Muscle Damage and Soreness
To assess muscle damage and soreness among the athletes, levels of serum myoglobin and creatine kinase were measured. Myoglobin is a protein that is prevalent in cardiac and skeletal muscles. When muscle becomes damaged, myoglobin is released into the blood stream, where it can then serve as a quantitative biomarker for the amount of damage sustained during exercise. Similarly, creatine kinase is an enzyme that is found in skeletal muscle that is released upon oxidative stress and can be easily detected in the blood.
Like inflammation levels, runners and cyclists both had similar serum myoglobin and creatine kinase levels prior to the three-day period of intense exercise, as shown in Figures 2a and 2b. However, post-exercise, both biomarkers increased significantly for the runners while little increase was observed in the cyclists. For runners, creatine kinase levels remained significantly elevated 38 hours post-exercise, while cyclists actually saw decreased levels in comparison to pre-exercise values. A similar trend was observed for serum myoglobin but to a lesser degree.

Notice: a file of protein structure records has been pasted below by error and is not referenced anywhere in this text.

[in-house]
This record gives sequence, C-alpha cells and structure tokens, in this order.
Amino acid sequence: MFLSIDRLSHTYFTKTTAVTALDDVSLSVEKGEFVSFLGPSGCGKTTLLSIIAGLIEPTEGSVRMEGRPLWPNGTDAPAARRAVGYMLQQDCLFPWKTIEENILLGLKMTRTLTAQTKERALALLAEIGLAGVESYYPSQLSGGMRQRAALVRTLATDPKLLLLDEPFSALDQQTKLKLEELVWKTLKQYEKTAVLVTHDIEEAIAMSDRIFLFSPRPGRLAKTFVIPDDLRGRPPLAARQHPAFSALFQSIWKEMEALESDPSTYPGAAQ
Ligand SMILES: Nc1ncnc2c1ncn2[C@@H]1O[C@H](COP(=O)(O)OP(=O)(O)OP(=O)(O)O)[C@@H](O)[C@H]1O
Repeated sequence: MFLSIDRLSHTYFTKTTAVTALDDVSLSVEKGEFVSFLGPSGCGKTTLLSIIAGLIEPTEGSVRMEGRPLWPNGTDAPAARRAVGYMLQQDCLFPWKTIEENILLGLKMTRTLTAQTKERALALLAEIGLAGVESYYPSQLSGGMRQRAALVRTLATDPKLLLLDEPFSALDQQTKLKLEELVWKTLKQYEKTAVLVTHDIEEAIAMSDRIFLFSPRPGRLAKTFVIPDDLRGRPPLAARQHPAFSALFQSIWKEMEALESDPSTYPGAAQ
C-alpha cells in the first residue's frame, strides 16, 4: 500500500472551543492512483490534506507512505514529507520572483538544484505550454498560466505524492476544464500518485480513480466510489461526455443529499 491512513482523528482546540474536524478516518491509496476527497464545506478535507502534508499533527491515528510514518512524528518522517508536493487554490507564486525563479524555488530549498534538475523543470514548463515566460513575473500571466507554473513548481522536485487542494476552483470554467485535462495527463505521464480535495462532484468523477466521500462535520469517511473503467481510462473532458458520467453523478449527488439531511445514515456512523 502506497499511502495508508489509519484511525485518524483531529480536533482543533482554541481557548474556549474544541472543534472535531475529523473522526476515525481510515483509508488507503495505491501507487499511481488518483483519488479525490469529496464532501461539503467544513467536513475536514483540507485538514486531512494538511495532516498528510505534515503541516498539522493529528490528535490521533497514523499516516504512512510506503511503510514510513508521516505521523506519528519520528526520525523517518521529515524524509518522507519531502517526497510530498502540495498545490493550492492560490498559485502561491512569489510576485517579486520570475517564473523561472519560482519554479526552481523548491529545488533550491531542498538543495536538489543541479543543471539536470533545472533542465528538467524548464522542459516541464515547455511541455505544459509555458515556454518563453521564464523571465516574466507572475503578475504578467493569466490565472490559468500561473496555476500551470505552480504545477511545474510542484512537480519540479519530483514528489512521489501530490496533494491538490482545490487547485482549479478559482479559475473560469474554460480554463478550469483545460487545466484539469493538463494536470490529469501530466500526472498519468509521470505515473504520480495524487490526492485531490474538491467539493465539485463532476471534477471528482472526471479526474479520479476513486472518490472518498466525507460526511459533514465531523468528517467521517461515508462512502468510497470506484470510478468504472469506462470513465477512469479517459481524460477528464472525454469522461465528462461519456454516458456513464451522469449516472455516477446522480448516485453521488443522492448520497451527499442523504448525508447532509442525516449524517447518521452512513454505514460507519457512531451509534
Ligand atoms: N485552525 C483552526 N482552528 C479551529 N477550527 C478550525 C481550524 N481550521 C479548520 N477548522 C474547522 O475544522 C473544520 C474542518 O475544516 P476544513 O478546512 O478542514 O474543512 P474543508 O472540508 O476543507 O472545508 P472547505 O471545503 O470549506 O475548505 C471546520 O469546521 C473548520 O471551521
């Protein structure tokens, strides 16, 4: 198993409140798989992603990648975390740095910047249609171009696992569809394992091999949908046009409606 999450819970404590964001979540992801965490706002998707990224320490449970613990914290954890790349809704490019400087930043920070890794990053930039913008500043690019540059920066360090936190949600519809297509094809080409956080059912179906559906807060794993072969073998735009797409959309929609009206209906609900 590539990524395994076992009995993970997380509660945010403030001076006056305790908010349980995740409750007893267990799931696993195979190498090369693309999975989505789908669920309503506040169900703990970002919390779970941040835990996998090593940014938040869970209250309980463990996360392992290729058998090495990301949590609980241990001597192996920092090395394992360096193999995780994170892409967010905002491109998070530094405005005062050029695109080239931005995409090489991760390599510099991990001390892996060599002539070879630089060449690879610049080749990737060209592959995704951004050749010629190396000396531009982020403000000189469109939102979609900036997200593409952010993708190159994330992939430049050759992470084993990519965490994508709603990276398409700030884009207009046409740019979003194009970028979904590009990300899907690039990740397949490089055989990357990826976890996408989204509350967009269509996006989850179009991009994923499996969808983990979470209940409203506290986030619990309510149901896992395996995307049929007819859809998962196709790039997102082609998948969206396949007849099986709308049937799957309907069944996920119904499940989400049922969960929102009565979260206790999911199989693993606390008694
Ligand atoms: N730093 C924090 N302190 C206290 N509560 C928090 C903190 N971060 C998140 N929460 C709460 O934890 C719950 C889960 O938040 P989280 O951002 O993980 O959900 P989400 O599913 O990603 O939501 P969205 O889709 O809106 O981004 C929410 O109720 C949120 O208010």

Soreness, particularly delayed-onset muscle soreness (DOMS), was measured via subjective ratings of pain level from 1 – 10 by the participants. Soreness has been shown to correlate strongly4 with creatine kinase levels in the blood, and indeed that trend was observed in these studies. Prior to exercise, runners reported an average level of soreness just above a “2” on the pain scale, while cyclists were slightly below “2” (see Figure 3).